Designing the voice experience
The next wave of user experience has arrived: ambient computing. Enter a room, tell Alexa to turn on the light; ask Google Home what your meetings are for the day. No keys, no clicks, just voice. That is, the real innovation at this moment is how we will interact with our devices. UX design has moved from early web to mobile to the next stage: voice and voice computing.
Design a natural-feeling voice interaction that adapts with the customer
Begin to unpack some of the frequent things that customers do and then design voice services around that. Start simply and answer these questions:
What can I build that adds value?
Why do people send emails?
Why do people call the call center?
In order to get to a frictionless voice interface design, the UX research is not all that different from building other user interfaces. It’s about the people, the environment, and the tasks.
To capture data and reach users, we’ve set up labs at conferences, designed voice labs in our facility, and conducted remote testing. Whether you are incorporating voice into your existing product or designing a whole new experience for your users, we are on the cutting-edge of research techniques to evaluate and measure the UX.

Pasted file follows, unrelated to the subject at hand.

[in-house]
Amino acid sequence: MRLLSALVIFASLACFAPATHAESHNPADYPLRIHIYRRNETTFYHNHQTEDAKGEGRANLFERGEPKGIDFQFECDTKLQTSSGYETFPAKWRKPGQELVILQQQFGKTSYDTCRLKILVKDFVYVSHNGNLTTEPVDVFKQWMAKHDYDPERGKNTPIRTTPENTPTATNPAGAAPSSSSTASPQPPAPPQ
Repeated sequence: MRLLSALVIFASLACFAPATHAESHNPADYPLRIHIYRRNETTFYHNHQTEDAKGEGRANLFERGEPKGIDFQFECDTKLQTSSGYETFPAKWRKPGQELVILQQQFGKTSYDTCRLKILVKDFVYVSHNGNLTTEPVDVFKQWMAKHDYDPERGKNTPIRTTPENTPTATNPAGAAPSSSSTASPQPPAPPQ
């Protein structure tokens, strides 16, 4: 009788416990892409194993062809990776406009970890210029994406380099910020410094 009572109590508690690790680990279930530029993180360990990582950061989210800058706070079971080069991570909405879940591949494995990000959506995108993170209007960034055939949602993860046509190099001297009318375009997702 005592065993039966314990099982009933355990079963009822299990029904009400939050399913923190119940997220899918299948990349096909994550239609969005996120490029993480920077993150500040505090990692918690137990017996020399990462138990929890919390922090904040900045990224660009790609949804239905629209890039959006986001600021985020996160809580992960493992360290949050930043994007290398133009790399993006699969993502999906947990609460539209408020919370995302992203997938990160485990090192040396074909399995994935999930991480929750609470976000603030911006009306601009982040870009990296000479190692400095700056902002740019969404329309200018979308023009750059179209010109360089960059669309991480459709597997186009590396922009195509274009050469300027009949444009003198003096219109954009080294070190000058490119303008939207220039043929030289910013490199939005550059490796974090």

I found myself discussing what can be done to increase the extent to which voice recognition systems are seen as a benefit rather than an annoyance with the research sponsors, and I said the same things as I said 10 years ago… improve the system to support and...
Good design involves understanding and incorporating core UX elements (people, environment, and tasks), but frictionless voice UI design needs more: UX designers need to understand the idiosyncrasies of voice as a medium. What we learn, and how those insights are translated into a voice interface design is a new challenge for UX design.